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There’s only so much room available to cram applications, folders, and documents into the macOS Dock. But don’t worry, there’s a way to add a second dock to your screen that’s even more spacious and powerful than the original.
Overflow 3: Visual launcher
Overflow 3 is a popup window where you can stash all the stuff you don’t have room for in the Dock. In addition to folders and files, Overflow works as an application launcher for software you might not use every day but want to be able to access quickly.
Although you have the option to show or hide the Dock at all times, Overflow lurks in the background until it’s summoned, either by clicking the menu bar icon or pressing a hot key shortcut of your choice. The sparse, dark-themed window (you can’t customize the look) contains a list of categories at left, with rows of icons on the opposite side representing what is saved there.
These so-called “collections” can be anything: groups of related apps (such as the expansive Adobe Creative Cloud collection), bookmarks to favorite websites, even files and folders organized into specific projects. Once added, icons can be rearranged by clicking and holding the mouse for a moment, then dragging the item to a new spot or moving to another collection.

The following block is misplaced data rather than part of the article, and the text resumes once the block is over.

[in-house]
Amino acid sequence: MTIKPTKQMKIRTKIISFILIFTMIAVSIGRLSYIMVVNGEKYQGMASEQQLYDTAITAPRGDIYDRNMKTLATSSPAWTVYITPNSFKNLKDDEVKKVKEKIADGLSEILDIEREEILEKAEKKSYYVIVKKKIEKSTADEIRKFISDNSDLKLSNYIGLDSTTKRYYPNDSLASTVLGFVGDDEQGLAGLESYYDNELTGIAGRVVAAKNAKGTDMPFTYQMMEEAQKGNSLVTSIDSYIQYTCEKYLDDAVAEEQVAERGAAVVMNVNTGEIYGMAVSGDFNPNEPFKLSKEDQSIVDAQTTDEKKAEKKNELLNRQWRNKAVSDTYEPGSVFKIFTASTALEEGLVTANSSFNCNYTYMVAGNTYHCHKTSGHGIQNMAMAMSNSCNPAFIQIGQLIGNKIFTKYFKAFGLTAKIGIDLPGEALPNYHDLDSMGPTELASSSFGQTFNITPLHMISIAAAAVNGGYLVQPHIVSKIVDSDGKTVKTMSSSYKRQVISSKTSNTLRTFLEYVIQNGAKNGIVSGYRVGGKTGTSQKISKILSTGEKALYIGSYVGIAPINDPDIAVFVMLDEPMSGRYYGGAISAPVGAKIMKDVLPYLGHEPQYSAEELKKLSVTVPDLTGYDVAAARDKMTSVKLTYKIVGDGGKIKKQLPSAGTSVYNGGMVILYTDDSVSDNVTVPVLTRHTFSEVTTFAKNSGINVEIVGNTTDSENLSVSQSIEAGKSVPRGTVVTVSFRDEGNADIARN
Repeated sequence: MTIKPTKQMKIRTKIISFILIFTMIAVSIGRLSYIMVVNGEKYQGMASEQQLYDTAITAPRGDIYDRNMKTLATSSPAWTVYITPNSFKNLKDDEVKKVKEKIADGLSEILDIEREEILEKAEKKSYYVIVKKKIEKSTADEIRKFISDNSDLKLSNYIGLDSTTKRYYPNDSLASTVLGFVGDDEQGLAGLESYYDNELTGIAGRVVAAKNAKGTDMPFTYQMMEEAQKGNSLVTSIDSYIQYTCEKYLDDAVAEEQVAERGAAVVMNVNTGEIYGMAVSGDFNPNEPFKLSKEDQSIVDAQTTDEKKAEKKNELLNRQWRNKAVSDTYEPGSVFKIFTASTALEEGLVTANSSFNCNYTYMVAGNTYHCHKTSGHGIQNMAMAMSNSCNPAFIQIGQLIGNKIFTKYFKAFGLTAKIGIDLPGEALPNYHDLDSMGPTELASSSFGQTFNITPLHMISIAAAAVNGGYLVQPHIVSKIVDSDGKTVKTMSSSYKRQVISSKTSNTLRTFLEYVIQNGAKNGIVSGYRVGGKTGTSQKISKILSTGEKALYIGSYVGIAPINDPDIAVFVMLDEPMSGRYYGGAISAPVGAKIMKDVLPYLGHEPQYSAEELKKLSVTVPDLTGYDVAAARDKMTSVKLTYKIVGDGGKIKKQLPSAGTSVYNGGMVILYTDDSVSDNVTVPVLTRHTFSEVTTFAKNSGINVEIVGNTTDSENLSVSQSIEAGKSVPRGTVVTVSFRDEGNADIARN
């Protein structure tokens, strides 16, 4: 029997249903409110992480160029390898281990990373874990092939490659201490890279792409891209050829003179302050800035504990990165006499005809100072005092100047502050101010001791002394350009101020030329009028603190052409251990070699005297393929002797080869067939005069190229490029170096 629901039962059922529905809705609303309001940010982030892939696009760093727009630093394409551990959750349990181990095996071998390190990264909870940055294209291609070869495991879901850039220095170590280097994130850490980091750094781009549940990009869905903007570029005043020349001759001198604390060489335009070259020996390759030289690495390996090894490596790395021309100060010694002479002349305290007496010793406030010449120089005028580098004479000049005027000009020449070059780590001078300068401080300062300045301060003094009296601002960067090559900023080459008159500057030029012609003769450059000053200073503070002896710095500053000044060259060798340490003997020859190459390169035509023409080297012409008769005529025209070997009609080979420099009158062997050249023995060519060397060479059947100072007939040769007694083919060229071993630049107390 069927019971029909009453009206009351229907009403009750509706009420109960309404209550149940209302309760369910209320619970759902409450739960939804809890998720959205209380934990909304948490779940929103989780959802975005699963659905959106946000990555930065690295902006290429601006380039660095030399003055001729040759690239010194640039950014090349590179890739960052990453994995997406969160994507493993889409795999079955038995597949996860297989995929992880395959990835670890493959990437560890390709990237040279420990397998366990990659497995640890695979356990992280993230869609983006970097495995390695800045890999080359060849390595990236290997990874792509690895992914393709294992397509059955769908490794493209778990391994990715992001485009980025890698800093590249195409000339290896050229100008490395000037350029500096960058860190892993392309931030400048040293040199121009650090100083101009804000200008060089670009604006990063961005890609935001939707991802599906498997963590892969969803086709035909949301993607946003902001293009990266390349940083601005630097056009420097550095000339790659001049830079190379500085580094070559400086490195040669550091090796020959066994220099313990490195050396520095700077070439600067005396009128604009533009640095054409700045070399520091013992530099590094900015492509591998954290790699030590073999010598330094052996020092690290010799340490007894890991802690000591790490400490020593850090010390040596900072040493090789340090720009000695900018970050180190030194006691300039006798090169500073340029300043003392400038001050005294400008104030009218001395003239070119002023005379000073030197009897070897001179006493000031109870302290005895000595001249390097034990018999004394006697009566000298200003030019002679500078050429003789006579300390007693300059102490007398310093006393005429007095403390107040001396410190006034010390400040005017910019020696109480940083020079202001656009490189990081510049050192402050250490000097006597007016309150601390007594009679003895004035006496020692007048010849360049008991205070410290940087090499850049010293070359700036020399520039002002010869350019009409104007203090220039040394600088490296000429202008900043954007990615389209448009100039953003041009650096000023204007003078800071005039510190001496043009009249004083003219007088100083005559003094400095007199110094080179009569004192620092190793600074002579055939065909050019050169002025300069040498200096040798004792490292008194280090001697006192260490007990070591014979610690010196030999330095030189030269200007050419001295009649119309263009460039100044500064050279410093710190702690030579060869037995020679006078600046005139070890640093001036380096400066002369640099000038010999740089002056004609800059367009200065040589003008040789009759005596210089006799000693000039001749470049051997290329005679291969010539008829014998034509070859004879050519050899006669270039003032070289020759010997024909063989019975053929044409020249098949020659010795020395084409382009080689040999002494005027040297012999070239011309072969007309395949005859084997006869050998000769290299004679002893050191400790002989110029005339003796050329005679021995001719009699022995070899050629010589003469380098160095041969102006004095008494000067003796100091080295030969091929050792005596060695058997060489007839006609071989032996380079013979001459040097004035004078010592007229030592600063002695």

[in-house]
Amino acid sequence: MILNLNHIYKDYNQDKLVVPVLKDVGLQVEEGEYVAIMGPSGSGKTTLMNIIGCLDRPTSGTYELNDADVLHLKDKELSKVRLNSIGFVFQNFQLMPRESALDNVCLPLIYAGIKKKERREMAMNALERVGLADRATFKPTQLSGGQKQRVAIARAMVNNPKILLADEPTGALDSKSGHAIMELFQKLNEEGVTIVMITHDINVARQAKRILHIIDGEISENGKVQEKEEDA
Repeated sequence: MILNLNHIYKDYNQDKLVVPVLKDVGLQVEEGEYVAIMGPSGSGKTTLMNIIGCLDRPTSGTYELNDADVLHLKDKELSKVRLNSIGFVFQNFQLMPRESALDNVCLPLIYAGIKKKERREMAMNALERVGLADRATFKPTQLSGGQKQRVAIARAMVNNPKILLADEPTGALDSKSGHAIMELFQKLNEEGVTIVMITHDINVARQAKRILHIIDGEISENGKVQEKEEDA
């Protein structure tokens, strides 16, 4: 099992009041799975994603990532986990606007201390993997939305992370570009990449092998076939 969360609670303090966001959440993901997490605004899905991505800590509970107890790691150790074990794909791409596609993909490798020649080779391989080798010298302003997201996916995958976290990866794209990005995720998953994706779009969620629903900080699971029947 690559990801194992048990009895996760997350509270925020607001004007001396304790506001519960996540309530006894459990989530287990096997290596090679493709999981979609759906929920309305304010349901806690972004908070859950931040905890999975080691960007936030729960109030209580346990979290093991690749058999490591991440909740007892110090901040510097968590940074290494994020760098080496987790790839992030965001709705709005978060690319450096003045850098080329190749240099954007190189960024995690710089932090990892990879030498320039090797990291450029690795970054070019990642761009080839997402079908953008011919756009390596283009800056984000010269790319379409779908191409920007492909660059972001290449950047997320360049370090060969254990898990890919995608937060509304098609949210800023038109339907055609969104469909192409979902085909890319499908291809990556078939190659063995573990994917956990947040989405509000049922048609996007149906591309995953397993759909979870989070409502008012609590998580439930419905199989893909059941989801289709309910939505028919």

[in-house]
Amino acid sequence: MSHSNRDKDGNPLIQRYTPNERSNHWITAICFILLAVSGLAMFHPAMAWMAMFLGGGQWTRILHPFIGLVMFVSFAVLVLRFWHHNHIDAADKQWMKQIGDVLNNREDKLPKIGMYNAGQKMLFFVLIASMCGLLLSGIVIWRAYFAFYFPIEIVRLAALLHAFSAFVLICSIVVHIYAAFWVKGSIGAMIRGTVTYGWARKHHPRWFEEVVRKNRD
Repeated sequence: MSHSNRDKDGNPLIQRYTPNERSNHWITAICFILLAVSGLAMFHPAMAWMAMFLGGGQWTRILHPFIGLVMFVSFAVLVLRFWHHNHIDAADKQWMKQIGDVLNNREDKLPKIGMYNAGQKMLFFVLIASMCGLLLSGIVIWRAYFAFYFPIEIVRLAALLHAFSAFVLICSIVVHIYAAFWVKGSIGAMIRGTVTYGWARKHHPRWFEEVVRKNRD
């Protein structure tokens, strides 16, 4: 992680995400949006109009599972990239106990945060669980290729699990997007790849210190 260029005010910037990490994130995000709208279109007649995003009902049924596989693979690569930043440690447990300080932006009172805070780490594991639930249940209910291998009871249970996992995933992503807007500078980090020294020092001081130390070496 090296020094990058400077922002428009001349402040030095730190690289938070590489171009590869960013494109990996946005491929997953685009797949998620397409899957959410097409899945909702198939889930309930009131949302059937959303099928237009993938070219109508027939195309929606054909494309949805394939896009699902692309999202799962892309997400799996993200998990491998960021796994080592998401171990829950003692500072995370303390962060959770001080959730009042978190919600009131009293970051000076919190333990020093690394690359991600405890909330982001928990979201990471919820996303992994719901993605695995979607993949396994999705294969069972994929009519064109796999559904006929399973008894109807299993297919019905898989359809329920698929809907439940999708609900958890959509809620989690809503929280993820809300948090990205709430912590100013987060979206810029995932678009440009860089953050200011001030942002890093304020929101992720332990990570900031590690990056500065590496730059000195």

By default, Overflow 3 displays nine icons in a relatively compact space, but you can expand the window larger, and that setting will apply moving forward. New items remain where originally added but clicking the small three-dot button in the upper right corner opens a menu with options to organize items alphabetically instead.
Overflow 3: Type to search
The convenience of Overflow 3 becomes apparent when it comes time to find a specific item. There’s no search field available, but whenever the window is open, simply start typing to instantly find what you’re looking for. Best of all, search works across your storage device, rather than only what’s been saved in the app.
Keyboard jockeys can navigate Overflow 3 with arrow and return keys, navigating between collections by holding the command key while moving up and down. The window itself is like a mini-Finder; while hovering over an item, hit the space bar to Quick Look preview its contents. That last feature works particularly well with URLs, which you drag and drop from web browsers or the Finder and are updated with the latest content during preview.
Because the window automatically disappears when not in use, Overflow 3 is a two-handed affair; one to control the mouse or trackpad, another to press the hot key shortcut. One improvement we’d like to see is a setting to change the size of icons, which are a little on the large side. Worth noting: The app is now 64-bit, and therefore requires recent hardware capable of running macOS 10.13 High Sierra or later.
Save the Dock for essential stuff and give the rest of your apps, folders, and files a comfortable, more spacious home in Overflow 3.